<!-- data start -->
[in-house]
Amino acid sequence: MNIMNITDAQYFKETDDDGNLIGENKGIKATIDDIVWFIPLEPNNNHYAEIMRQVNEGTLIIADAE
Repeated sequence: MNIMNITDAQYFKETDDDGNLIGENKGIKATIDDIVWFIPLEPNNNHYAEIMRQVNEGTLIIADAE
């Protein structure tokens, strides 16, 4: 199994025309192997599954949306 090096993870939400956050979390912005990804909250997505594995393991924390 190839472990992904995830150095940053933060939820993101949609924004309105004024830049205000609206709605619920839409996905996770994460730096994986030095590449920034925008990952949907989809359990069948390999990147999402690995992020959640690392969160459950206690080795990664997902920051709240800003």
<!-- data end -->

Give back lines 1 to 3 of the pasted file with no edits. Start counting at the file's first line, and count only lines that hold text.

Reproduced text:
[in-house]
Amino acid sequence: MNIMNITDAQYFKETDDDGNLIGENKGIKATIDDIVWFIPLEPNNNHYAEIMRQVNEGTLIIADAE
Repeated sequence: MNIMNITDAQYFKETDDDGNLIGENKGIKATIDDIVWFIPLEPNNNHYAEIMRQVNEGTLIIADAE